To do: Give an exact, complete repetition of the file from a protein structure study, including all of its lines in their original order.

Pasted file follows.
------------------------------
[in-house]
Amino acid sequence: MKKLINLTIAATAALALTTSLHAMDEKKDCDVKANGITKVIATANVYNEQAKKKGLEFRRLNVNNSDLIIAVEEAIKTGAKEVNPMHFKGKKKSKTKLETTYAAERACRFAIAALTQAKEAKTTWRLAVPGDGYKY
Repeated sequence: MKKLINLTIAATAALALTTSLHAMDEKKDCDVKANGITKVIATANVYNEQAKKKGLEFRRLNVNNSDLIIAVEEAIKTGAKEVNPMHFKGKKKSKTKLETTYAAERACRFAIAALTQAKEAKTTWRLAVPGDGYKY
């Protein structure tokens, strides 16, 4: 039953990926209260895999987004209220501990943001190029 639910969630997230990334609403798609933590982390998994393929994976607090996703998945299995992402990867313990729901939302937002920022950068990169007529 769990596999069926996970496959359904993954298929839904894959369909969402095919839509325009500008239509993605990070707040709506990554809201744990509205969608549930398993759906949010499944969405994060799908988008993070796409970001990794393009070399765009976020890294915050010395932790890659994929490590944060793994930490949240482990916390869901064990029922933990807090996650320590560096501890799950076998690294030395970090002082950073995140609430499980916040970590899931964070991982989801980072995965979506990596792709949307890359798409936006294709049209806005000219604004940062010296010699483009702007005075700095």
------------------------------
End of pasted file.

[in-house]
Amino acid sequence: MKKLINLTIAATAALALTTSLHAMDEKKDCDVKANGITKVIATANVYNEQAKKKGLEFRRLNVNNSDLIIAVEEAIKTGAKEVNPMHFKGKKKSKTKLETTYAAERACRFAIAALTQAKEAKTTWRLAVPGDGYKY
Repeated sequence: MKKLINLTIAATAALALTTSLHAMDEKKDCDVKANGITKVIATANVYNEQAKKKGLEFRRLNVNNSDLIIAVEEAIKTGAKEVNPMHFKGKKKSKTKLETTYAAERACRFAIAALTQAKEAKTTWRLAVPGDGYKY
């Protein structure tokens, strides 16, 4: 039953990926209260895999987004209220501990943001190029 639910969630997230990334609403798609933590982390998994393929994976607090996703998945299995992402990867313990729901939302937002920022950068990169007529 769990596999069926996970496959359904993954298929839904894959369909969402095919839509325009500008239509993605990070707040709506990554809201744990509205969608549930398993759906949010499944969405994060799908988008993070796409970001990794393009070399765009976020890294915050010395932790890659994929490590944060793994930490949240482990916390869901064990029922933990807090996650320590560096501890799950076998690294030395970090002082950073995140609430499980916040970590899931964070991982989801980072995965979506990596792709949307890359798409936006294709049209806005000219604004940062010296010699483009702007005075700095």